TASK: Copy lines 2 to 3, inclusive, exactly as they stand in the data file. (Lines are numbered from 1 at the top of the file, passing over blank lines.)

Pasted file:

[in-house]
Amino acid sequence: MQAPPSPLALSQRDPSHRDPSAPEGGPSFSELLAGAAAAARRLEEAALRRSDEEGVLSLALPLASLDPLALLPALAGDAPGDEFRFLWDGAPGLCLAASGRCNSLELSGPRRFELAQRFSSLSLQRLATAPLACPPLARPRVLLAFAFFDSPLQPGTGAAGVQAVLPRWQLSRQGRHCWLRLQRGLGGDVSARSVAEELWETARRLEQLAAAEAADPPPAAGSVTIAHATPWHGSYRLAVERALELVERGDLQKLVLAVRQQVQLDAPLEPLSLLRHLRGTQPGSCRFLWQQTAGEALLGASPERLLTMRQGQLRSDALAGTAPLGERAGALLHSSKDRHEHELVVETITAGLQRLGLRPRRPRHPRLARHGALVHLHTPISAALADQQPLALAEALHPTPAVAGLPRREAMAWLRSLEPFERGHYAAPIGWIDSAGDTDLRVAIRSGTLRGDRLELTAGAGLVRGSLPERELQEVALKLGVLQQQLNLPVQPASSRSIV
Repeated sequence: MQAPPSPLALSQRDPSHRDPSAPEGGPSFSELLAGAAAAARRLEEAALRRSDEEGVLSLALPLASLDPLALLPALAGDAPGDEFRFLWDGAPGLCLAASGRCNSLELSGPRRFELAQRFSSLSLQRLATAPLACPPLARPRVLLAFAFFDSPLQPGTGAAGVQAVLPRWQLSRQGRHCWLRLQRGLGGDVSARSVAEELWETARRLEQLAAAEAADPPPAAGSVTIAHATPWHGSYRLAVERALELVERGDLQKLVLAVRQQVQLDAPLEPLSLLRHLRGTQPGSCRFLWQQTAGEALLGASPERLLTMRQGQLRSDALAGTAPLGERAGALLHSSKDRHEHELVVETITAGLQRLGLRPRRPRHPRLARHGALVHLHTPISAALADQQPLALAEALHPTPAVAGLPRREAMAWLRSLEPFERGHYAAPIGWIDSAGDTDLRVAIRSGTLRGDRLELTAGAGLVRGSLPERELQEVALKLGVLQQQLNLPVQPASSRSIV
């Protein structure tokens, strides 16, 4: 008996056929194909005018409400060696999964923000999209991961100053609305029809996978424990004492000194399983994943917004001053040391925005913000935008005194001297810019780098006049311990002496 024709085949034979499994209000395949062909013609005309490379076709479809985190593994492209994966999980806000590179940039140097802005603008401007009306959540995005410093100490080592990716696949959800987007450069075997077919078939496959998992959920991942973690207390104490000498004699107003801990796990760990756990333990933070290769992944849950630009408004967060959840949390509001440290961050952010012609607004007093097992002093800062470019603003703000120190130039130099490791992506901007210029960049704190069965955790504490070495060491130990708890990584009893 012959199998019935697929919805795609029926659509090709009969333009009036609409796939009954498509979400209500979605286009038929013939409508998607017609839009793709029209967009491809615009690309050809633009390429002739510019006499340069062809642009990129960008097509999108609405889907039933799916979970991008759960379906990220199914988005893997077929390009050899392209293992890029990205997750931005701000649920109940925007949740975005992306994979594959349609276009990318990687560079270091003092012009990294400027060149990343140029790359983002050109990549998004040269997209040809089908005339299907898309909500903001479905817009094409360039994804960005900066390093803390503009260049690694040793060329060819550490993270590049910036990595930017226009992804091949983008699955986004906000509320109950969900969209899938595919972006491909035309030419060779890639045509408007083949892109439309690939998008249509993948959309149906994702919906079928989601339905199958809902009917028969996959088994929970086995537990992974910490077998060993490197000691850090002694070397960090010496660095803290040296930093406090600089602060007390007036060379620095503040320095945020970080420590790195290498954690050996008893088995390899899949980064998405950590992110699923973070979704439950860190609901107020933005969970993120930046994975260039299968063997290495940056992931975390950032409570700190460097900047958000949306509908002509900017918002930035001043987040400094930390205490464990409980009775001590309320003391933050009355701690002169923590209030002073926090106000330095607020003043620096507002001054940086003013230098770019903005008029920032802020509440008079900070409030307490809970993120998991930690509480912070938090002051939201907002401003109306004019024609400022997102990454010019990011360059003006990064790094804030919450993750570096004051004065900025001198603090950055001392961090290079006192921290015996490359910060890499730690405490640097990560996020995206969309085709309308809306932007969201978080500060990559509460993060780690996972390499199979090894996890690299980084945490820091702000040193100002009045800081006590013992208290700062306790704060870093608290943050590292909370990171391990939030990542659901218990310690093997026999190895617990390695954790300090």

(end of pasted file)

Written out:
Amino acid sequence: MQAPPSPLALSQRDPSHRDPSAPEGGPSFSELLAGAAAAARRLEEAALRRSDEEGVLSLALPLASLDPLALLPALAGDAPGDEFRFLWDGAPGLCLAASGRCNSLELSGPRRFELAQRFSSLSLQRLATAPLACPPLARPRVLLAFAFFDSPLQPGTGAAGVQAVLPRWQLSRQGRHCWLRLQRGLGGDVSARSVAEELWETARRLEQLAAAEAADPPPAAGSVTIAHATPWHGSYRLAVERALELVERGDLQKLVLAVRQQVQLDAPLEPLSLLRHLRGTQPGSCRFLWQQTAGEALLGASPERLLTMRQGQLRSDALAGTAPLGERAGALLHSSKDRHEHELVVETITAGLQRLGLRPRRPRHPRLARHGALVHLHTPISAALADQQPLALAEALHPTPAVAGLPRREAMAWLRSLEPFERGHYAAPIGWIDSAGDTDLRVAIRSGTLRGDRLELTAGAGLVRGSLPERELQEVALKLGVLQQQLNLPVQPASSRSIV
Repeated sequence: MQAPPSPLALSQRDPSHRDPSAPEGGPSFSELLAGAAAAARRLEEAALRRSDEEGVLSLALPLASLDPLALLPALAGDAPGDEFRFLWDGAPGLCLAASGRCNSLELSGPRRFELAQRFSSLSLQRLATAPLACPPLARPRVLLAFAFFDSPLQPGTGAAGVQAVLPRWQLSRQGRHCWLRLQRGLGGDVSARSVAEELWETARRLEQLAAAEAADPPPAAGSVTIAHATPWHGSYRLAVERALELVERGDLQKLVLAVRQQVQLDAPLEPLSLLRHLRGTQPGSCRFLWQQTAGEALLGASPERLLTMRQGQLRSDALAGTAPLGERAGALLHSSKDRHEHELVVETITAGLQRLGLRPRRPRHPRLARHGALVHLHTPISAALADQQPLALAEALHPTPAVAGLPRREAMAWLRSLEPFERGHYAAPIGWIDSAGDTDLRVAIRSGTLRGDRLELTAGAGLVRGSLPERELQEVALKLGVLQQQLNLPVQPASSRSIV